Home again, home again, jiggety jig

Although I’m no longer doing client projects on a regular basis, I am doing quite a lot of work for professional groups including both ACM SIGCHI (Special Interest Group in Computer-Human Interaction) and the Fulbright Association, and my days feel as full as ever.

This past week has been spent in Denver at CHI2017 which was, as always, a great chance to catch up with friends and learn about so many things.  This time, I learned about the impacts of concussions and using a walking boot, as well as the expected HCI/UX.

Our cab coming into Denver from the airport was hit at high speed and my friend, Sara Drenner, and I were both injured – though not visually.  Not just stiff necks and aches throughout, but also, in my case, a serious concussion.  Later, we found out that Sara also had a serious concussion.  We went to Urgent Care as soon as we got into town where they checked us out, and declared us fit to attend the conference, as long as we tried to “just take it easy”.

That was a real challenge – it was, after all, the week of the CHI conference – the one time during the year when I network and catch up and present our work.  Plus I was responsivle for 3 things:  the weekend’sSymposium on HCI Across Borders, my CHI Story about the Birth of SIGCHI, and the first and only “Remix” session.

Luckily, the amazing team, the Dream Team, that did the planning for the Symposium on HCI Across Borders (which I will cover separately) was fabulous and managed most all of the the 2 days, with me popping up from time to time, but otherwise “taking it easy” by just passively watching and listening.  By Sunday afternoon, however, I was finding it harder and harder to be in the brightly lit room or to follow closely what was happening.  I ended the Symposium with a “charge” to the attendees, encouraging them to continue to network amongst themselves, and to do the great research they had presented, telling them, “You are the future!”  It was a bit less impactful than I would have liked it to be since by then, I was slurring my words, being confused, and having a massive headache.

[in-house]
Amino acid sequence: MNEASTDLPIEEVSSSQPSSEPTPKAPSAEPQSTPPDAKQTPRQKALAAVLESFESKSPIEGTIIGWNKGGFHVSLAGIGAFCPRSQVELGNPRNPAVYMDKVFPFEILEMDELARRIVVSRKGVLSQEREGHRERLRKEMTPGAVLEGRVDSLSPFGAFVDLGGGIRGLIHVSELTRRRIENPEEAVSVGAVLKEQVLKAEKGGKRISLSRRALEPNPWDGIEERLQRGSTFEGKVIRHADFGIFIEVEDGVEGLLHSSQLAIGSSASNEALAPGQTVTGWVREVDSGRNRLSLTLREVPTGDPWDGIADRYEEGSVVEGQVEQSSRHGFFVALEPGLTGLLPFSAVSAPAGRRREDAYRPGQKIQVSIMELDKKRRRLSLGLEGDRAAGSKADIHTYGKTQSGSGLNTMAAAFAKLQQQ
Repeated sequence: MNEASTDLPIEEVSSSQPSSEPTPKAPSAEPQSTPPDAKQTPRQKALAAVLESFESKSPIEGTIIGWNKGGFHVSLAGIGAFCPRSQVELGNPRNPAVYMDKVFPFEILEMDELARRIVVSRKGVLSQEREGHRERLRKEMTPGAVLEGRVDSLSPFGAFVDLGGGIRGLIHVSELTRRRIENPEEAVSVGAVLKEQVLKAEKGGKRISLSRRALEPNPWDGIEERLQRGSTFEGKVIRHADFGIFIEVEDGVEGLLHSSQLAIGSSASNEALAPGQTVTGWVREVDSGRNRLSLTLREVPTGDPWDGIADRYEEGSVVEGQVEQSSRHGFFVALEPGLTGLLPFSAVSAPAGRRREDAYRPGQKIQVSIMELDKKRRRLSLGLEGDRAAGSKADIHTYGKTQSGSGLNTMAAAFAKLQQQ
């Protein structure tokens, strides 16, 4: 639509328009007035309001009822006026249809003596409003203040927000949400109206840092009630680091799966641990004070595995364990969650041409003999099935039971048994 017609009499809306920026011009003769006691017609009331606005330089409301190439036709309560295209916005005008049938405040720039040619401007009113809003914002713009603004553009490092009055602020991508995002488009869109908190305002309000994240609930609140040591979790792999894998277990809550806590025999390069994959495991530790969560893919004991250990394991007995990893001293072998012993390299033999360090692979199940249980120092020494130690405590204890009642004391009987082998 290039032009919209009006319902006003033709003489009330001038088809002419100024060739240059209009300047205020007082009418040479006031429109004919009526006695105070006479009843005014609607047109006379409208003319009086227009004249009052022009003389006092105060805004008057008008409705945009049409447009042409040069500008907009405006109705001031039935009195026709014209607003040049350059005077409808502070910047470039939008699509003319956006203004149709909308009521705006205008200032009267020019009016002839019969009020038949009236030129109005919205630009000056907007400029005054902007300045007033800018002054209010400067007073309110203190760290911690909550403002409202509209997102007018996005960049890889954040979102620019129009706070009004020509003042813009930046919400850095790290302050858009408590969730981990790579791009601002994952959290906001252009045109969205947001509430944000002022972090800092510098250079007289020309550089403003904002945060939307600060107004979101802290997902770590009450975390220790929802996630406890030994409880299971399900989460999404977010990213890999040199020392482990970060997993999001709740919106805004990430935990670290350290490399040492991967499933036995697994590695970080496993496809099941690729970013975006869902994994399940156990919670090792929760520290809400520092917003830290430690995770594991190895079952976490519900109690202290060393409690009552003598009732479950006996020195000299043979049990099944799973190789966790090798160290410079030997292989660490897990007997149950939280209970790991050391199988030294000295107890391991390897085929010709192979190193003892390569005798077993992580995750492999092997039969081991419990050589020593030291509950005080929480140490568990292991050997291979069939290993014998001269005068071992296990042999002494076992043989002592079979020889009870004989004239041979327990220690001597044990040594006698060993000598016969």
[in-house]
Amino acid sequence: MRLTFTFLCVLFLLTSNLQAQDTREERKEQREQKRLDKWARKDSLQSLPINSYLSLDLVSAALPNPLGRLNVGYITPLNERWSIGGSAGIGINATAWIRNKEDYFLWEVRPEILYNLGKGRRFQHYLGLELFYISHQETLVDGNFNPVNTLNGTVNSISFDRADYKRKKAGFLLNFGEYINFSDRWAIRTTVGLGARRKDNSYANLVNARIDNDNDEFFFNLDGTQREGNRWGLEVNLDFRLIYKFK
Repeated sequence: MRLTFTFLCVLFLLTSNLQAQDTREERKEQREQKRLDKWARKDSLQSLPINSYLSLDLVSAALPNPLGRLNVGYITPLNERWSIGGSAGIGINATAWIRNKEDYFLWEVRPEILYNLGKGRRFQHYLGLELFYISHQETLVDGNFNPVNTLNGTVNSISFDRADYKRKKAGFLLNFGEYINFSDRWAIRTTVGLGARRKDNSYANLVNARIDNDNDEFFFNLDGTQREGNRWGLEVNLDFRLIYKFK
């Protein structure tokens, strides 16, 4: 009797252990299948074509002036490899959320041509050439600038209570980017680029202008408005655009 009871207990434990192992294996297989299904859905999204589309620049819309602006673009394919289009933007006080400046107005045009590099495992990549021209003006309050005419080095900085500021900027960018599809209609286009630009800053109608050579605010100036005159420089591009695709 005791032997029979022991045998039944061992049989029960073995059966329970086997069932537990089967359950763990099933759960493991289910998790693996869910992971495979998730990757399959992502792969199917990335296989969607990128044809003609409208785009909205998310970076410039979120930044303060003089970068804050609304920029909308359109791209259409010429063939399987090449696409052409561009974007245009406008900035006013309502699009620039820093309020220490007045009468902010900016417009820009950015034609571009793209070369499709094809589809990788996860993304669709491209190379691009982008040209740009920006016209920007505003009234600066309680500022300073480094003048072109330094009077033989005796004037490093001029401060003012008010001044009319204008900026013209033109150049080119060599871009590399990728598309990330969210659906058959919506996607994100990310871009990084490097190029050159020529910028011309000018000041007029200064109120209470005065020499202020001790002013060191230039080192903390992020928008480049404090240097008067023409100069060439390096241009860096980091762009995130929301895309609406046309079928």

I was hoping these would go away with a good night’s rest, but nope – on Monday morning I was significantly more confused and emotionally labile, and word finding was getting much, much harder.  So I went to the ER to have a CT to check for a brain bleed as directed by the Urgent Care doctor.  Amazingly, this is was a smooth and speedy process. Presbyterian Hospital Denver whisked us in and within 15 minutes, I was having a CT! The doctor came immediately and we were out in about an hour!  Incredible!  Unfortunately, I was ordered to avoid screens to “not think” and to sleep all week.  That proved to be very difficult, but I did this as much as I could.  However, as you can imagine, it really ruined CHI for me.  As a result, the only technical things I attended were mine – the Symposium, CHI Stories and Remix (more on these later) and Ben Shneiderman’s Keynote (plus bits of the other 2 keynotes) and a celebration of Scooter Morris that I had co-arranged with Matt Jones, and where I played my role of The Original Dr. Dray (yo!) to give Scooter gag gifts.

What struck me despite my brief attendance, was the amazing outpouring of love!  Knowing my CHI friends, I probably shouldn’t have been surprised, but it was really incredible.  People helped carry things, arrange things, cover for things, and even get me a scooter so I could get around a vast space without too much stress and fatigue.  This was such a heartwarming experience.  I wish I had had a magic bag so I could collect it all to bring out on sad days.

My last morning, I attended the EC meeting, although I was pretty much unable to follow what was going on, and didn’t contribute anything.

I will be heading home late this afternoon, and can’t wait for the jiggity-jig!

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